D&D Cliches

I have been playing D&D on and off for about twenty years now. In that time I have seen some magnificent characters and some terrible ones (some of which have been mine). Now, I don’t begrudge people the opportunity to play any character they want; I don’t even mind if the character is disruptive to the party, as long as the player is not disruptive to the group (unfortunately these usually go hand in hand, but I have occasionally seen PvP done well). However, what does make me a little sad is when characters are cliches; in a game that is all about imagination, it surprising how often certain character types come up.
[Note: These are all characters that I have encounted more than once. If you think I’m talking about you, it’s certainly possible, but you’re definitely not the only one.]

Thieves who steals from the party
Ok, so being a thief means you steal stuff… that’s fair enough. However, that doesn’t mean you need to steal everything you see; fighters don’t fight everything they see, after all. Stealing from the party (whether directly from the other characters or by hiding some of the treasure before it’s divided) also has unfortunate implications for the thief; he clearly doesn’t consider care about the party members and given the setup of most D&D campaigns, he probably doesn’t hang around with anyone else… he basically has no friends, poor chap.

Lawful stupid paladins
These tend to come about when someone takes the “law” part of lawful good too seriously and forgets about the “good” part. Yes, a paladin has to uphold the law, but when you start preventing the party from breaking some petty law, even though you’re also preventing them from saving the entire kingdom from certain doom, you might need to re-examine your priorities.
[As a side note, next time I get to play a paladin, I’m tempted to base him on Samuel Vimes from the Discworld books, who is a perfect example of an interesting Lawful Good character.]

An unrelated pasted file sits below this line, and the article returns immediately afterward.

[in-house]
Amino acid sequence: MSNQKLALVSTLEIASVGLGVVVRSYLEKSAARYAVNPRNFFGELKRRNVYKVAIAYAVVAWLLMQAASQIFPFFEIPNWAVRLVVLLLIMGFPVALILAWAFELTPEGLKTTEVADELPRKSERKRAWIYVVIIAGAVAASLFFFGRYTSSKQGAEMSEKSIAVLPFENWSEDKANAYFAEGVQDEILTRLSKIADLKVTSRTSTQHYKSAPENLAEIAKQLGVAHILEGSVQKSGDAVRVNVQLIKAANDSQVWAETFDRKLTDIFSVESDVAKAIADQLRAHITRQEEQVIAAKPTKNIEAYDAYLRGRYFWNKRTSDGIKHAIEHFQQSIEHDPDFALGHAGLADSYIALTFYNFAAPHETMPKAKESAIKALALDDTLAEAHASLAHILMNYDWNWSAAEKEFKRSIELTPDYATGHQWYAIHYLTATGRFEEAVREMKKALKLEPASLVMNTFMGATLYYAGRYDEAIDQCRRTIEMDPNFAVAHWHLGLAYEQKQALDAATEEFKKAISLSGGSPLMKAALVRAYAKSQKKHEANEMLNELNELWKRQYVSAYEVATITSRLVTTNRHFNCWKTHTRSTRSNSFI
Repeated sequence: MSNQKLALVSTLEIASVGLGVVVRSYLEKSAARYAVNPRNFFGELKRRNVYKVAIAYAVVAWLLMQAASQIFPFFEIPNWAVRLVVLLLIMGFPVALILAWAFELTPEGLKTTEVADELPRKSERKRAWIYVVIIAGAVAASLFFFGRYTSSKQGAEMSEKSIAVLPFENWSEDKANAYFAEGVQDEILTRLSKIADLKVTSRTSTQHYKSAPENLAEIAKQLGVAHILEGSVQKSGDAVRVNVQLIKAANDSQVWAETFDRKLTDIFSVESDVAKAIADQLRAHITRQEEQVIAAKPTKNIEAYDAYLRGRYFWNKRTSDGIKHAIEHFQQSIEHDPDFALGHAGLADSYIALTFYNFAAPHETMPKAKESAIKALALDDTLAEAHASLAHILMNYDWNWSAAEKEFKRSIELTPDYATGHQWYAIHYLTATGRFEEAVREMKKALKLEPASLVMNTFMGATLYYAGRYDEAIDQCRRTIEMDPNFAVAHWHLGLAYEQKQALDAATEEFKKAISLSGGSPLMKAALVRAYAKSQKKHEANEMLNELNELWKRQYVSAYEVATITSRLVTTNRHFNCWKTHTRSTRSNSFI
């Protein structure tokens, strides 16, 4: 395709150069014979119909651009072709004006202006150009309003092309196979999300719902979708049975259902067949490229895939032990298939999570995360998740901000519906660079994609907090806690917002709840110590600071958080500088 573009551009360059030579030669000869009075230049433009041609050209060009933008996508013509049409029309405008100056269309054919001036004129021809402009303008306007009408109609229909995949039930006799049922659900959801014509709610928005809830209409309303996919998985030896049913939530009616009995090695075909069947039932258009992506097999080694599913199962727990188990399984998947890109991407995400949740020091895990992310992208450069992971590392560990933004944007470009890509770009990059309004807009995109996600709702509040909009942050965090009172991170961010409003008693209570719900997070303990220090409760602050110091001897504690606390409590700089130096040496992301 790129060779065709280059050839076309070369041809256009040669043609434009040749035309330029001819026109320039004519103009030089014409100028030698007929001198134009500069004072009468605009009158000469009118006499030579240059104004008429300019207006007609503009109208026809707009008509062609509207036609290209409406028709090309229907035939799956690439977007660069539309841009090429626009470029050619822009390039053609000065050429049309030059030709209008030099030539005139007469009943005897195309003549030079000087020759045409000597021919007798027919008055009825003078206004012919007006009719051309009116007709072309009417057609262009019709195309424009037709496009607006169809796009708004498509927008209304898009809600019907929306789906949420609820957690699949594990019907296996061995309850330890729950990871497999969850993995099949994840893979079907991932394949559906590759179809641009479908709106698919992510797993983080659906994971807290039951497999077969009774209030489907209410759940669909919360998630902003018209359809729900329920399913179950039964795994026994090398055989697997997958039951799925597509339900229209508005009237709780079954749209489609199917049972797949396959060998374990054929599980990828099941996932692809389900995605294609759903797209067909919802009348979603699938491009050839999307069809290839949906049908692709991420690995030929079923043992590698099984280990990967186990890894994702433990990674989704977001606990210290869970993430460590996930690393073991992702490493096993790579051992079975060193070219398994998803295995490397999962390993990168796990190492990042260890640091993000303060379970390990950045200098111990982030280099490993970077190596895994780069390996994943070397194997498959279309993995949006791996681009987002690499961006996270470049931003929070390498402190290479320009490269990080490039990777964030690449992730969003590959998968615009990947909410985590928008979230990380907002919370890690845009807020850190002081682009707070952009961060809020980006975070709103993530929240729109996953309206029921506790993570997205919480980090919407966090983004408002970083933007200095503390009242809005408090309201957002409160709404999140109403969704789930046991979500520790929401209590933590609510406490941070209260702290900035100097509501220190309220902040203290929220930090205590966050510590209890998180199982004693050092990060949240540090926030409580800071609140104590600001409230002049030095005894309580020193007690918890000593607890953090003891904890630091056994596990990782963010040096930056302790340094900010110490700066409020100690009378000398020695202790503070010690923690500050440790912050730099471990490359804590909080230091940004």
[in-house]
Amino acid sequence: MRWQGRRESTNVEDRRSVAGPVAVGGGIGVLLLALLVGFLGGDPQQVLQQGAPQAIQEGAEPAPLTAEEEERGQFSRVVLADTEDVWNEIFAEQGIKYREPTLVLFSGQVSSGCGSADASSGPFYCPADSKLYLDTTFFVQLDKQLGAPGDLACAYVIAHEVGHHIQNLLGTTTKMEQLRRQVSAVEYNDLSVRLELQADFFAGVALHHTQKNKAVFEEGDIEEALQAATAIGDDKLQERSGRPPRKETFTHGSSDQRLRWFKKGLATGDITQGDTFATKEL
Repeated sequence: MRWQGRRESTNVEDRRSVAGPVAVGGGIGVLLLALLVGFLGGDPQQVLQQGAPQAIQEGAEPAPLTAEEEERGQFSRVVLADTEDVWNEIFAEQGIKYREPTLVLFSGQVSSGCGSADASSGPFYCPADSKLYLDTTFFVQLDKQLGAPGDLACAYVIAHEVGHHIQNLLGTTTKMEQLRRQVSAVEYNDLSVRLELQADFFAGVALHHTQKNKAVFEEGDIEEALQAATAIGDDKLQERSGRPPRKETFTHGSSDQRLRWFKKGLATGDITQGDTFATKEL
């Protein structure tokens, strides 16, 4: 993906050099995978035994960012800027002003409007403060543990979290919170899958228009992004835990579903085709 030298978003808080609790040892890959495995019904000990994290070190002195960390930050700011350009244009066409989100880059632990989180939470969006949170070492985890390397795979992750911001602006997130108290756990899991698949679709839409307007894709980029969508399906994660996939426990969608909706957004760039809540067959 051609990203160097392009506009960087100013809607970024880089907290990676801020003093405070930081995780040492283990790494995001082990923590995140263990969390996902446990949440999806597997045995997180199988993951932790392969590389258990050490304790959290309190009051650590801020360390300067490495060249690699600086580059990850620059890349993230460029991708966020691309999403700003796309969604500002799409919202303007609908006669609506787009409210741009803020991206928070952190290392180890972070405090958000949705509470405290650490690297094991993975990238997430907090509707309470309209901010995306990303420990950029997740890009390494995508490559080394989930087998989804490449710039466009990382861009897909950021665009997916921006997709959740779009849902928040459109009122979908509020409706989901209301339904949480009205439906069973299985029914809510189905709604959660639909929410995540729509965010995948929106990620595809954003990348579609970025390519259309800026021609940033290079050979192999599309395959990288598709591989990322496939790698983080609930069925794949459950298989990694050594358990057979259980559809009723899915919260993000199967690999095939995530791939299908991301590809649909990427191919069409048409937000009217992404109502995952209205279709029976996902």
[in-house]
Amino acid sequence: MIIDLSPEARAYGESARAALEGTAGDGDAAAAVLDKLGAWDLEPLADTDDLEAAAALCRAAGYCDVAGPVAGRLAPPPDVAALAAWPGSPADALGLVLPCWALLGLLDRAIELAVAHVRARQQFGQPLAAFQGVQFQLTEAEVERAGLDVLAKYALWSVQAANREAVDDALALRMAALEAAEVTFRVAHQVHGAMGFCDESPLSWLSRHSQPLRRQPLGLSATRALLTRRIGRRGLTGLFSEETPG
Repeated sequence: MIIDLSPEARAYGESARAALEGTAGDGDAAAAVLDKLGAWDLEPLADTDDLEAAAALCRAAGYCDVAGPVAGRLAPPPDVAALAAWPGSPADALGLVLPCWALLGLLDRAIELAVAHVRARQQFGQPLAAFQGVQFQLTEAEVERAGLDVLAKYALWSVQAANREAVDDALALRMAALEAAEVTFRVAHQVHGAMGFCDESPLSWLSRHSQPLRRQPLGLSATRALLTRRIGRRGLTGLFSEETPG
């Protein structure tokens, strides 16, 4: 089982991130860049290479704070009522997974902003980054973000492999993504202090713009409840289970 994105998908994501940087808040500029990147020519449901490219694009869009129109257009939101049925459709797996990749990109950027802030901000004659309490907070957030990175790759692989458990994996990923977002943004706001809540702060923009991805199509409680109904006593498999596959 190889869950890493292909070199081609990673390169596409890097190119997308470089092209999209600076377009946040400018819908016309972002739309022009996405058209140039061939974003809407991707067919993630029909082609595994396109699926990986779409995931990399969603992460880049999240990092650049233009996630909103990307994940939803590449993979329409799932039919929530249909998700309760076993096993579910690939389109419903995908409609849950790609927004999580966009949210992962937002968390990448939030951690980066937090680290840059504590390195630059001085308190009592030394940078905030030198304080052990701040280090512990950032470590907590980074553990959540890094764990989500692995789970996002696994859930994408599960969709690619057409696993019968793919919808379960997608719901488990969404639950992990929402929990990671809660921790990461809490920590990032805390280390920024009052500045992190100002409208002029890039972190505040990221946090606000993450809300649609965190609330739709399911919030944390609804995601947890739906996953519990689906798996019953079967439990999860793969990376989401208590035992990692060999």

Wizards who just take combat spells
Sometimes it’s just the easy option, sometimes it’s pressure from the rest of the party for the wizard to pull his weight in combat, but whatever the reason, I have regularly played with wizards who fill all their level 1 slots with magic missile, level 2 with flaming sphere, level 3 with fireball and so on. This is, of course, a perfectly viable way to go if that’s the character you particularly want to build, but I always feel a bit sad when such spells are simply taken as the default option.

Greedy neutral characters
I don’t object if someone actively makes a character with a mercenary background, but I have too often seen neutral characters simply default to money being their only motivation; they won’t save the village unless they’re being paid, there’s no point in defeating the dark lord if they’ve already looted his treasure chamber, etc… This is really just lazy characterisation, as there are plenty of other motivations a neutral character could have, which don’t involve money; my last two unaligned (I was playing 4th edition) characters were an expert swordsman who adventured in order to improve himself against superior opponents and a sixteen year old who adventured because visiting other planes is awesome fun.

As a final point, none of these characters are inherently bad (except maybe the paladin) as long some thought has gone into them. If you’re specifically building a fire themed wizard then taking mostly combat spells is probably appropriate; if your thief is stealing from the party and sending the extra cash back home to help his sick parents, that’s a good background; if your neutral cleric worships the god of money and is obliged to take payment for his services, that’s pretty cool. My objection is when these characters are created because “that’s how you’re supposed to play a xxxxxxxx”, as this undermines the very point of an RPG, which is play a character how *you* want to, not how anyone else wants you to.

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